There are dozens of values and qualities that could be listed – compassion, chessed, truth, modesty, emunah, etc. to name a few. I think that one in particular that relates to maintaining our identity when outside our Homeland is loyalty to and longing to be back in that very Homeland.

The promise to the Avos is  לְדֹרֹתָם לִבְרִית עוֹלָם – we are promised the Land will be ours forever. The Rav analogizes the Land to an agunah (a wife whose husband is missing) waiting for her husband (Klal Yisrael) to return. Will we remain loyal? I believe that maintaining this loyalty is an example of what the patriarchic covenant is supposed to mean to us, which “guides our feelings and consciousness, rather than our actions.” Part of that covenant is to remain loyal to the Land, always with Eretz Yisrael in our hearts and minds.
A husband can also be an agun; the Jewish people are an agun in the sense that we wait patiently to be reunited with our beloved land.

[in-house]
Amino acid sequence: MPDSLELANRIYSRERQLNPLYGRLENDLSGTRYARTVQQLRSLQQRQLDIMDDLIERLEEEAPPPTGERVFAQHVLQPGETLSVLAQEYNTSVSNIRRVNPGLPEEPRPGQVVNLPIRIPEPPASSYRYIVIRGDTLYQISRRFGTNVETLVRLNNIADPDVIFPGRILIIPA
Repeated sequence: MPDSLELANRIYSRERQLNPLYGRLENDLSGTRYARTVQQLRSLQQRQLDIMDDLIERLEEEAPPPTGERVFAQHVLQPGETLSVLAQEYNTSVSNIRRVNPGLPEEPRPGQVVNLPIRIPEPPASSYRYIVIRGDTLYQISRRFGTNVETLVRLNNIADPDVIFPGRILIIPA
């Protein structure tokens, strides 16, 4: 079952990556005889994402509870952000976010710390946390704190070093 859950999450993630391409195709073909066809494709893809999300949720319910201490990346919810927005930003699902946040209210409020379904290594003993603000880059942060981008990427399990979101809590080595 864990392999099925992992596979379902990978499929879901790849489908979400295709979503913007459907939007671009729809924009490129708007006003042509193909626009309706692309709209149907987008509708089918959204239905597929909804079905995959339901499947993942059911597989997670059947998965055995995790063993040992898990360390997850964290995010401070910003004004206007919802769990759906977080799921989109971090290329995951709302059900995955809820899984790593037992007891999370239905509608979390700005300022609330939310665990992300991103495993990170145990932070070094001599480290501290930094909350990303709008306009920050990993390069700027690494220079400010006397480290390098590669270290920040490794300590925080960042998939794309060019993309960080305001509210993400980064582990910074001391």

It is specifically because the Land was promised לְדֹרֹתָם , that we can continue to wait, knowing that our “spouse” is not lost forever, G-d forbid.

Lot loses his connection to Hashem and Avraham, specifically in a foreign land, lured away by the superficial beauty of Egypt. Avraham is eager to return to Bet El to thank and serve Hashem there. That eagerness to get back to his Land, seems to at least be part of the reason for his success outside the Land.  מעשה אבות סימן לֹבנים

Finally, it is Interesting to note in the story of the 4 kings versus the 5 kings, that Avraham, against great odds, takes a small army against a much larger army, and travels long distances to rescue Lot from his captors. (14:14-15). Despite Lot’s recent rejection of Avraham’s teachings, his value as a person and as part Avraham’s newly Jewish family is not diminished. The Rav points out, that, caught in the whirlwind of history, there is no difference between a committed Jew and an assimilated Jew (our enemies certainly make no differentiation); both are affected by conflict, persecution and anti-semetism, and both are equally worthy of concern and saving.